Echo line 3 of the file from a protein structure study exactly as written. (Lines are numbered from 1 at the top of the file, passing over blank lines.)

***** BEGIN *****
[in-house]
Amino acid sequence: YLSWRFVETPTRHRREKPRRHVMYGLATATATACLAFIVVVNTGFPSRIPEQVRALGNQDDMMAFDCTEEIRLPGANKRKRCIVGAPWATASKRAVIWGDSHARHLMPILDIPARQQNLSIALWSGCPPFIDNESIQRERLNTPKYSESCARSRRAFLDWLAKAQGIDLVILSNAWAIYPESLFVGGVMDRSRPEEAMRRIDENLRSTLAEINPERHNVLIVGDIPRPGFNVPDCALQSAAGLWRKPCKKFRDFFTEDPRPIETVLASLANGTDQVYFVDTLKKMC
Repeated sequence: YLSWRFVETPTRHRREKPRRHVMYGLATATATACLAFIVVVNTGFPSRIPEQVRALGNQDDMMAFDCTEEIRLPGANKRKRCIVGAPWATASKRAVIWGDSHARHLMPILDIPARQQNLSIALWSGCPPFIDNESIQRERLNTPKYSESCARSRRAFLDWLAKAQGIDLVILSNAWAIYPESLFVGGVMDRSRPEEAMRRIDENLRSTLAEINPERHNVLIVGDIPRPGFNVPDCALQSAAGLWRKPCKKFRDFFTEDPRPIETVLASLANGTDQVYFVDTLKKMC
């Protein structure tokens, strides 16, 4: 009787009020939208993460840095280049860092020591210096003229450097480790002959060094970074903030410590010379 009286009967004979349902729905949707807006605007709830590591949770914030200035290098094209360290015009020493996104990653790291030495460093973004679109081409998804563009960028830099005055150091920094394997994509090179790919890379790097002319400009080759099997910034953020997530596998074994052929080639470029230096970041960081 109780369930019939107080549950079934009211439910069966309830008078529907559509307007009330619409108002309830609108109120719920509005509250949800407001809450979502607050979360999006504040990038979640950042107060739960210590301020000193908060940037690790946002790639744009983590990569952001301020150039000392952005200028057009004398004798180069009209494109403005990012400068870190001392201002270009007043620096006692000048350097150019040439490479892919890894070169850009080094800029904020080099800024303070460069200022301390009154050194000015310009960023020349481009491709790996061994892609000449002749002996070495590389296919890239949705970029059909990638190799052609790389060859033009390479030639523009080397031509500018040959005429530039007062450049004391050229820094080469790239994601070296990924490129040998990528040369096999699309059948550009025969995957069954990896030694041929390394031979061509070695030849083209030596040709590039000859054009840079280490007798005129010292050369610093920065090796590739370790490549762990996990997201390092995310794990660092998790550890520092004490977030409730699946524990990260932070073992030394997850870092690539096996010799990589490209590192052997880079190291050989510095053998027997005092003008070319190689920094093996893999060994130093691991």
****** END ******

Repeated sequence: YLSWRFVETPTRHRREKPRRHVMYGLATATATACLAFIVVVNTGFPSRIPEQVRALGNQDDMMAFDCTEEIRLPGANKRKRCIVGAPWATASKRAVIWGDSHARHLMPILDIPARQQNLSIALWSGCPPFIDNESIQRERLNTPKYSESCARSRRAFLDWLAKAQGIDLVILSNAWAIYPESLFVGGVMDRSRPEEAMRRIDENLRSTLAEINPERHNVLIVGDIPRPGFNVPDCALQSAAGLWRKPCKKFRDFFTEDPRPIETVLASLANGTDQVYFVDTLKKMC